"People ask what kind of music we play," he says. "Since I live in Tucson, if I'm talking to a border patrol agent in Arizona, I start mentioning pedal steel or trumpets. If I'm talking to an indie rocker, I mention Smog, Latin Playboys or Manu Chao as influences."


The Onion A.V. Club interviews singer-songwriter Regina Spektor, whose Begin To Hope is one of my favorite releases of the year.

The A.V. Club: This new record has a lot more going on sonically than your first three. Why the change?

Regina Spektor: It was the first time I ever had money. [Laughs.] I'd always wanted to work in the studio and experiment with sounds. Things that I'm really influenced by and that I love are like The Beatles and Radiohead, and all those records by bands whose music is really involved.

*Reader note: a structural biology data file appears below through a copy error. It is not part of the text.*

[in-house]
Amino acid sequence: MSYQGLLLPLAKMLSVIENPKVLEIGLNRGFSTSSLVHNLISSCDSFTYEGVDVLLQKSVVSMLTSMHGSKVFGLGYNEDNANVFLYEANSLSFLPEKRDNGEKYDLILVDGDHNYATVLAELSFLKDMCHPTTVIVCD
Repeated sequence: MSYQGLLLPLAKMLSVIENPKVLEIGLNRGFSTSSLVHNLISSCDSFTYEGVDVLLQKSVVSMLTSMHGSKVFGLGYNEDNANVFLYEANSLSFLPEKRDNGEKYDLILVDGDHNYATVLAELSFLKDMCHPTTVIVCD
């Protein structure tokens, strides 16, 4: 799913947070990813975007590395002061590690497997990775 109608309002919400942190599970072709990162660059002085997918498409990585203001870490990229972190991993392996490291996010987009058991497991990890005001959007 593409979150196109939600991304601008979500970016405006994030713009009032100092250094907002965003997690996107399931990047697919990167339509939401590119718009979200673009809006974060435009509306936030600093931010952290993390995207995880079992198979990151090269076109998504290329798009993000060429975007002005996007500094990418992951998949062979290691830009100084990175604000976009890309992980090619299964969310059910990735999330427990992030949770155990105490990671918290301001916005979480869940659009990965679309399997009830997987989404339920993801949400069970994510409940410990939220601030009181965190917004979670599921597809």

IGN lists the top 10 Superman songs.


The Village Voice examines the renaissance of gay literature.

I think there is a real phenomenon here, the arrival of a whole new generation of gay writers who've come along to fill the shoes of their predecessors who died too young in the 1980s and '90s.


The Onion A.V. Club lists "classic films it's okay to hate."


Jambase profiles the literary and musical sides of Oxford, Mississippi.


Washington's WTOP offers summer reading suggestions.


The Onion A.V. Club lists "six unlikely covers albums by overqualified hard-rockers."


Status Ain't Hood declares singer-songwriter (and blogger favorite) Lily Allen "hater-proof."